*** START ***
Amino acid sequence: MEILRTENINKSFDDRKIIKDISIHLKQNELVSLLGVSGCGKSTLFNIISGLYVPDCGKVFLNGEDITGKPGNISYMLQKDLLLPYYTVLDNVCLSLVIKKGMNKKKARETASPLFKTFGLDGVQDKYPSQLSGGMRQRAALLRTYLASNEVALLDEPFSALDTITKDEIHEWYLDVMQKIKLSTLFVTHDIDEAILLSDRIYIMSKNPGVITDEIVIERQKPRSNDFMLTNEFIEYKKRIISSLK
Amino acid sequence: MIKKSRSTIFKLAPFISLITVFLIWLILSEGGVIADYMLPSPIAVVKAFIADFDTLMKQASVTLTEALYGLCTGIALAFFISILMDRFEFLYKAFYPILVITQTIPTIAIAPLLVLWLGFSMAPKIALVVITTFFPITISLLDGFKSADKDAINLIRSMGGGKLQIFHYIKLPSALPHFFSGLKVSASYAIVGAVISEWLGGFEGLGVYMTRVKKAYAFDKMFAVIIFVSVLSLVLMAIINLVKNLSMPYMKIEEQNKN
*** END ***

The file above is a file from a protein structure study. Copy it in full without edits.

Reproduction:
Amino acid sequence: MEILRTENINKSFDDRKIIKDISIHLKQNELVSLLGVSGCGKSTLFNIISGLYVPDCGKVFLNGEDITGKPGNISYMLQKDLLLPYYTVLDNVCLSLVIKKGMNKKKARETASPLFKTFGLDGVQDKYPSQLSGGMRQRAALLRTYLASNEVALLDEPFSALDTITKDEIHEWYLDVMQKIKLSTLFVTHDIDEAILLSDRIYIMSKNPGVITDEIVIERQKPRSNDFMLTNEFIEYKKRIISSLK
Amino acid sequence: MIKKSRSTIFKLAPFISLITVFLIWLILSEGGVIADYMLPSPIAVVKAFIADFDTLMKQASVTLTEALYGLCTGIALAFFISILMDRFEFLYKAFYPILVITQTIPTIAIAPLLVLWLGFSMAPKIALVVITTFFPITISLLDGFKSADKDAINLIRSMGGGKLQIFHYIKLPSALPHFFSGLKVSASYAIVGAVISEWLGGFEGLGVYMTRVKKAYAFDKMFAVIIFVSVLSLVLMAIINLVKNLSMPYMKIEEQNKN